The Australian newspaper published my opinion piece today on "Policy needed on podcasting".
As one TV network's Podcast director has pointed out, I did not actually say what policy is needed. So I arranged to give a seminar on this and related matters at the ANU this Wednesday, 4pm in Canberra to help work it out.
To make things topical the ACMA issued new program standards to prevent the broadcast of programs that directly recruit or solicit donations for terrorist organisations and terrorist activities. This restriction does not appear to apply to podcasting. Perhaps I should re-title the talk "The Revolution Will Not Be Podcast" (apologies to Gil Scott-Heron, author of the poem "The revolution will not be televised"). ;-)
College of Engineering and Computer Science
The Australian National University
Computer Science Seminar Series
PODCASTING AND THE END OF THE MYTH OF LIVE BROADCASTING
Tom Worthington, Director of Communications Technologies (The Australian Computer Society)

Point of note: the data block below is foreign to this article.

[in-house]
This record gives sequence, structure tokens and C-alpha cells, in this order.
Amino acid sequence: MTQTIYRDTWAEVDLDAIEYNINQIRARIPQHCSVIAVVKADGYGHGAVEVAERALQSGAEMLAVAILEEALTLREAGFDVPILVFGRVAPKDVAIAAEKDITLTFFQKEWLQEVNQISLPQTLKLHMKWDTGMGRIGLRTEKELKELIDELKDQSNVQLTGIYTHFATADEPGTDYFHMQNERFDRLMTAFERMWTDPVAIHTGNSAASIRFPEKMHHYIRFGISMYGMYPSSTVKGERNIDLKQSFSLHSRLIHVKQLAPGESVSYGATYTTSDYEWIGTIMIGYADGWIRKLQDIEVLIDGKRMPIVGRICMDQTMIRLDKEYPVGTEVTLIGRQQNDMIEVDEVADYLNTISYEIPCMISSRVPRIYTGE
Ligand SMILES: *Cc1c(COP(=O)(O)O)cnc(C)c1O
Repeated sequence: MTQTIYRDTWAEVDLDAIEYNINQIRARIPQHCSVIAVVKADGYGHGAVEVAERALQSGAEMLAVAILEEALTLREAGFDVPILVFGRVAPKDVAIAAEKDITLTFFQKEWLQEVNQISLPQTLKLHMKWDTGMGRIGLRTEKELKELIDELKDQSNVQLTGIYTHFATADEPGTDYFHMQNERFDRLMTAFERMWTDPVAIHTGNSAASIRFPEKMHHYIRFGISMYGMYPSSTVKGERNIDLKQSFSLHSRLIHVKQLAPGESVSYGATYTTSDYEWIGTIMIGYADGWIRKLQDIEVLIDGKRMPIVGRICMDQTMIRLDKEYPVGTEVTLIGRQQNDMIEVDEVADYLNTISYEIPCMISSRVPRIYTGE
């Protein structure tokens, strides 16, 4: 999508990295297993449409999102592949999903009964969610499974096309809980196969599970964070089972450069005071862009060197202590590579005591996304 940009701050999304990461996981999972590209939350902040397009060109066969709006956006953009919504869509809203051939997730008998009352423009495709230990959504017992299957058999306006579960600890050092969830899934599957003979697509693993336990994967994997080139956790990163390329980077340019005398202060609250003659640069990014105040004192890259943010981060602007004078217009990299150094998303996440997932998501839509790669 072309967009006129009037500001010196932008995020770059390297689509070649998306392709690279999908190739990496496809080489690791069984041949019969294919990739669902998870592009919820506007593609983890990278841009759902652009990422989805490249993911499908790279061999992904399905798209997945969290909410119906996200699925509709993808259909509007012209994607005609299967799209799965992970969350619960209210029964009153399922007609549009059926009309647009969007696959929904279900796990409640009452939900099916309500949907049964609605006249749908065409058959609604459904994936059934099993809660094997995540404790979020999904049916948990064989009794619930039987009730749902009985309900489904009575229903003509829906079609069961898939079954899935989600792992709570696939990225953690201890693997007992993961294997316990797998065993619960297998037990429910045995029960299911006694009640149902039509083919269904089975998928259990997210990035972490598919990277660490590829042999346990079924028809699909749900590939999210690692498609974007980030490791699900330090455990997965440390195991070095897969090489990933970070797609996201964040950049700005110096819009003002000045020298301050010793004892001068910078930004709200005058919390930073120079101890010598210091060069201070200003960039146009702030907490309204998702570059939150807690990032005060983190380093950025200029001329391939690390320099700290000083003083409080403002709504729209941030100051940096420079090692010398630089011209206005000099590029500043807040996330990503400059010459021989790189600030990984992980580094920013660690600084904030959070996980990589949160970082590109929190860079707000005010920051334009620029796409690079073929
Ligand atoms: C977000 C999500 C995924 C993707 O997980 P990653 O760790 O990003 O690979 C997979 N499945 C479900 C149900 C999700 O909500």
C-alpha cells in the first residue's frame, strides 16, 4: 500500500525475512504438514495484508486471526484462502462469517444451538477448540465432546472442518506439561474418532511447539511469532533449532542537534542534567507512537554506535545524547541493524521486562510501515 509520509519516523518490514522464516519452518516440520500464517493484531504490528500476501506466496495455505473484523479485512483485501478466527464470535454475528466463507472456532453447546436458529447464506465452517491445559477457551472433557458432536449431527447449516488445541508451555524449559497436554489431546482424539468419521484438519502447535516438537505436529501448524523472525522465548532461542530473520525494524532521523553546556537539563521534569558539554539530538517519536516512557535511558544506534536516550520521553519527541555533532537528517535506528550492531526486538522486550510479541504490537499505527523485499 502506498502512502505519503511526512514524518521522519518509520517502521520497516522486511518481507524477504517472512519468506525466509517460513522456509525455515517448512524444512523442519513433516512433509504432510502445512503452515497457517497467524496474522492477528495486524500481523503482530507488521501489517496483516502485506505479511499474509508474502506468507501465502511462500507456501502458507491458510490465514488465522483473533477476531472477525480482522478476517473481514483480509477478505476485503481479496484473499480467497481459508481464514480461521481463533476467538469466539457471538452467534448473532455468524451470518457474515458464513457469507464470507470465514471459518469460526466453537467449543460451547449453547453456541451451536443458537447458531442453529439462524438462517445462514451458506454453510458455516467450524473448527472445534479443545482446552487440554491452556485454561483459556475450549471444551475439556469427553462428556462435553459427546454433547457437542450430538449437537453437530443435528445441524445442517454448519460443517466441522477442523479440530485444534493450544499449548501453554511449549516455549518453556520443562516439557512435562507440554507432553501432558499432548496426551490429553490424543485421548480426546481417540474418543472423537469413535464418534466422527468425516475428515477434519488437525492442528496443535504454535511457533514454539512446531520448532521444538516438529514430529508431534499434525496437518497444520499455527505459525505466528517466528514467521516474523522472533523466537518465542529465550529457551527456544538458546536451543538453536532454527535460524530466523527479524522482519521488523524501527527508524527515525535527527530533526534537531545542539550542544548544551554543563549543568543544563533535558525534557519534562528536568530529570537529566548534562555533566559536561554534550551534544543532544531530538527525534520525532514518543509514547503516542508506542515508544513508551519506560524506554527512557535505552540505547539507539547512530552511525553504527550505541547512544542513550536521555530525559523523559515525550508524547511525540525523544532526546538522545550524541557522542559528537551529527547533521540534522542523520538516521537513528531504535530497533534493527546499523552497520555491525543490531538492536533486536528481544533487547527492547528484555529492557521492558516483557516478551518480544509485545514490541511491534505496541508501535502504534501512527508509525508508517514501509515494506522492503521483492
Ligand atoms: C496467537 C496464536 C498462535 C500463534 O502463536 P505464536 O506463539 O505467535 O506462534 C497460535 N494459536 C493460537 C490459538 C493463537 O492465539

TIME: 16:00:00 - 17:00:00
LOCATION: CSIT Seminar Room, N101, Computer Science and Information Technology (CSIT) Building, North Road, Canberra, ACT
Podcasting is the distribution of media files using web based syndication to handheld devices. Tom Worthington will outline how it works, discuss some of the public policy issues it raises and ask for input to the ACS's policy on digital broadcasting. To the IT professional, Podcasting is a simple application XML technology to digitized audio (the ANU already supplies students with the digital audio of lectures). However, while technically simple, podcasting raises public policy issues: is it broadcasting? how and should it be regulated? how and who makes money from it? See: http://www.tomw.net.au/blog/2006/03/podcasting-politics.html
Tom Worthington is an independent information technology consultant and Visiting Fellow in the Department of Computer Science, Faculty of Engineering and Information Technology at the Australian National University. He is Director of Communications Technologies for the Australian Computer Society, and was elected a Fellow of the Society in 1999 for his contribution to the development of public Internet policy.
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